After beginning with the Kona, the Korean carmaker is looking at taking on the affordable segment with an India-specific EV.
Launched at Rs 2,530,000 ex-showroom (India), the Hyundai Kona is the first electric model from the stables of the Korean carmaker to be launched in India, right after the announcement of a healthy dose of sops for electric vehicles (EVs) in the Union Budget of 2019. But, at that price, "it's a very niche segment that the car is going to cater to", according to SS Kim, MD and CEO, Hyundai Motor India.
To keep costs in check, Hyundai is locally sourcing the seats on the Kona and making the injection moulded bumpers in India, but everything else is being sourced part-by-part from Korea and being assembled at its plant in Chennai.
While a high localisation level is only possible with more volumes, the company says that it is targeting more numbers with a 'mass-market' product in the pipeline for the Indian market and localisation will play a key role.
The company will then look to invest into a local battery manufacturing facility in the country and significantly enhance localisation to realise affordable pricing on its e-models.
"When we introduce our mass-market EV in India, it will be based on the localisation of the battery. So our long-term roadmap is to invest in a battery manufacturing plant in the country," Kim told Autocar Professional on the sidelines of the Kona launch in New Delhi.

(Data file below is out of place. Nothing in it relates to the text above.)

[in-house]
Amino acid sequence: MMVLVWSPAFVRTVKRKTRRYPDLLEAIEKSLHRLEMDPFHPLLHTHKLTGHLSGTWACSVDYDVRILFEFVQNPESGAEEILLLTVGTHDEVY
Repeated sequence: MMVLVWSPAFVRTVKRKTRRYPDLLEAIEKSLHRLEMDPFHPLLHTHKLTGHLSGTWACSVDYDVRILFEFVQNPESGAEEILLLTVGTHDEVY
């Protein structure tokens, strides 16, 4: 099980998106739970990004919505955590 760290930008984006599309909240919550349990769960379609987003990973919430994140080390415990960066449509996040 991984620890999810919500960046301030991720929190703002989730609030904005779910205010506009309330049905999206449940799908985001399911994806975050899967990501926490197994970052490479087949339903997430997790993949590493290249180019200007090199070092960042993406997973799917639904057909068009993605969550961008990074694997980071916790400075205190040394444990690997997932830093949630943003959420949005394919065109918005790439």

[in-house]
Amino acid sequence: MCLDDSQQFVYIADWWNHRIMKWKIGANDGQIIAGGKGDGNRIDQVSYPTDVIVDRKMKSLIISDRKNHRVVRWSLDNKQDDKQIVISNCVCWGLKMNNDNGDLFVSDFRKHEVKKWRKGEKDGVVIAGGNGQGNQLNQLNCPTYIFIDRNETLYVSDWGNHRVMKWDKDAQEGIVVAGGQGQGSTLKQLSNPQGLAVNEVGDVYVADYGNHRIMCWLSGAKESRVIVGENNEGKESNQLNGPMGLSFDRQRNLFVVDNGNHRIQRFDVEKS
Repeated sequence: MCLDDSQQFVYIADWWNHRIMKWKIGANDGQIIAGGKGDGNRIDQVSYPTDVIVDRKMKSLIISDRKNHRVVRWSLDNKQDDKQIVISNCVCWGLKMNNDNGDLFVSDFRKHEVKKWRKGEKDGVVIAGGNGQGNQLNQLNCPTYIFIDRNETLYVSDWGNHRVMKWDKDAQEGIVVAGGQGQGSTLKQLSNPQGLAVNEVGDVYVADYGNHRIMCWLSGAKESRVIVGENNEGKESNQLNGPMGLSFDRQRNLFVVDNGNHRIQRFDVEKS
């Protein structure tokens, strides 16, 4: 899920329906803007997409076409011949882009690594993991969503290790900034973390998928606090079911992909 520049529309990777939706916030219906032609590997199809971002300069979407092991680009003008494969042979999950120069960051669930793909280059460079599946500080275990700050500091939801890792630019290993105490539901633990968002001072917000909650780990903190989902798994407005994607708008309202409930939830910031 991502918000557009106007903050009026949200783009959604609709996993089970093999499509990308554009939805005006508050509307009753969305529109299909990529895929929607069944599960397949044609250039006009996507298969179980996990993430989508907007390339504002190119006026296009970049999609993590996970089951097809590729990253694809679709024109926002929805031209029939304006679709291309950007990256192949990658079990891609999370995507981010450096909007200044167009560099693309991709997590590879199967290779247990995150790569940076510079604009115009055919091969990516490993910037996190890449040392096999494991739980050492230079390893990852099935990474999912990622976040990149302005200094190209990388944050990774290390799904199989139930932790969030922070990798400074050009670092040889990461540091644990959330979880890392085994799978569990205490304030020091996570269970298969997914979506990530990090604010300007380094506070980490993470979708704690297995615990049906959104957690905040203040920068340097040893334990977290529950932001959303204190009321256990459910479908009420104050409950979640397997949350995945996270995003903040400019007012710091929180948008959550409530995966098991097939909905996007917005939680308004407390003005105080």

Small EV for India in the product pipeline
A part of Hyundai's global plans to introduce 25 EVs by 2025, the Indian 'small EV' is being developed specifically for India in collaboration with the Indian and Korean R&D centres, sources tell us. "We aim to bring quite a few of those 25 models to India," Kim said.
Hyundai has invested US$ 400 million (Rs 2,750 crore) in the development of the Kona Electric and Hyundai India has infused additional money to locally assemble the crossover in India.
While the Kona will initially be launched only in 11 cities including the top four metros – Delhi, Mumbai, Bangalore and Chennai – the car will be retailed only at a select 15 showrooms. The company will assess demand and gradually expand the Kona's sales in other cities in the country.
Piloting fuel cells in 2021
While electrics could be the buzz word in the automotive sphere, experts and specialists are not ruling out the potential and viability of fuel cell technology either.
According to technology major Continental, by 2030, fuel cells will be on par with electrics in terms of cost and it will become the most suitable technology for long-distance traveling and for premium vehicles.
Being a global giant, Hyundai too is not giving up on the possibilities of the technology yet and today said that its Indian arm is considering starting a pilot project in India in 2021, wherein it will set up Hydrogen dispensing stations at multiple locations and run a pilot on its Nexo FCV to gather data and do a feasibility study.
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